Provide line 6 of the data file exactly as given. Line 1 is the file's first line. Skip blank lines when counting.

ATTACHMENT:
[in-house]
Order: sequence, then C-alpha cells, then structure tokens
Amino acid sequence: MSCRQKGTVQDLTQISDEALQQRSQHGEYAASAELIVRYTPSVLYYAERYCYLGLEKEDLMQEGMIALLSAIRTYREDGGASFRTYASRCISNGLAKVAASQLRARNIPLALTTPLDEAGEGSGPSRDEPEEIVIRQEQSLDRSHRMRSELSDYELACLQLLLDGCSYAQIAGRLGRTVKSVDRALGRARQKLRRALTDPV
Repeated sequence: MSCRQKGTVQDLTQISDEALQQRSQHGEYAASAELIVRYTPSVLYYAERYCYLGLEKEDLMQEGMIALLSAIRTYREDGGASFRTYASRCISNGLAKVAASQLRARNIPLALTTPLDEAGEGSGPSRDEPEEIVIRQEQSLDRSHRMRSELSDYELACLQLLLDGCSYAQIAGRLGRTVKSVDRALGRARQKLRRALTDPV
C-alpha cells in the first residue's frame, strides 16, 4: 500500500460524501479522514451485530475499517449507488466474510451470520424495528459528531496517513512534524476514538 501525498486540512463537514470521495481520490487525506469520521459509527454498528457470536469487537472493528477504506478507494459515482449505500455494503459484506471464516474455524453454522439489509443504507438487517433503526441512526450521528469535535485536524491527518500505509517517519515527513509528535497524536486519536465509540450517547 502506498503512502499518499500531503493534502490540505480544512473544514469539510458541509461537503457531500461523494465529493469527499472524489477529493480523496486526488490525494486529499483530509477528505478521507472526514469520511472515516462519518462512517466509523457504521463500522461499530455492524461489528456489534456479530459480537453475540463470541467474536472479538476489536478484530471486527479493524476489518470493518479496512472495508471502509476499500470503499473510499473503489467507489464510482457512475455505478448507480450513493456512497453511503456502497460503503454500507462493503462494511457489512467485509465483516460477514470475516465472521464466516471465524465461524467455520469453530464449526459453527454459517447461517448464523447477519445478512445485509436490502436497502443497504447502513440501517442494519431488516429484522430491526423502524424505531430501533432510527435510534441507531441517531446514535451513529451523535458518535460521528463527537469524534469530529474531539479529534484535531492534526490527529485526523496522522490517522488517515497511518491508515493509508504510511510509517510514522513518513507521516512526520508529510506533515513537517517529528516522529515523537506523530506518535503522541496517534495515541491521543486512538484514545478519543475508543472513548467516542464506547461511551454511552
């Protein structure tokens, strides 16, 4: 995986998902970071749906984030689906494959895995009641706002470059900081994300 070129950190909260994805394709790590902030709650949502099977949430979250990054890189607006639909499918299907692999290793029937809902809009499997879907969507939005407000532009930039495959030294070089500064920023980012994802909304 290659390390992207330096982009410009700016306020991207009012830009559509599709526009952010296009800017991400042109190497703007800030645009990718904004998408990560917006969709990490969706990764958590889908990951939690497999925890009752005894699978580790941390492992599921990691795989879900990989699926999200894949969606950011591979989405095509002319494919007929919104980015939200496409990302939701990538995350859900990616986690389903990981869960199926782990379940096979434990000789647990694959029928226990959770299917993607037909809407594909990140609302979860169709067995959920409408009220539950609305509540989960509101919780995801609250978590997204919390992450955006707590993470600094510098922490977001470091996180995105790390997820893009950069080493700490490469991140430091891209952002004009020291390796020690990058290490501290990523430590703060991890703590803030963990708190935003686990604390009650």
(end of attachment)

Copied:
């Protein structure tokens, strides 16, 4: 995986998902970071749906984030689906494959895995009641706002470059900081994300 070129950190909260994805394709790590902030709650949502099977949430979250990054890189607006639909499918299907692999290793029937809902809009499997879907969507939005407000532009930039495959030294070089500064920023980012994802909304 290659390390992207330096982009410009700016306020991207009012830009559509599709526009952010296009800017991400042109190497703007800030645009990718904004998408990560917006969709990490969706990764958590889908990951939690497999925890009752005894699978580790941390492992599921990691795989879900990989699926999200894949969606950011591979989405095509002319494919007929919104980015939200496409990302939701990538995350859900990616986690389903990981869960199926782990379940096979434990000789647990694959029928226990959770299917993607037909809407594909990140609302979860169709067995959920409408009220539950609305509540989960509101919780995801609250978590997204919390992450955006707590993470600094510098922490977001470091996180995105790390997820893009950069080493700490490469991140430091891209952002004009020291390796020690990058290490501290990523430590703060991890703590803030963990708190935003686990604390009650």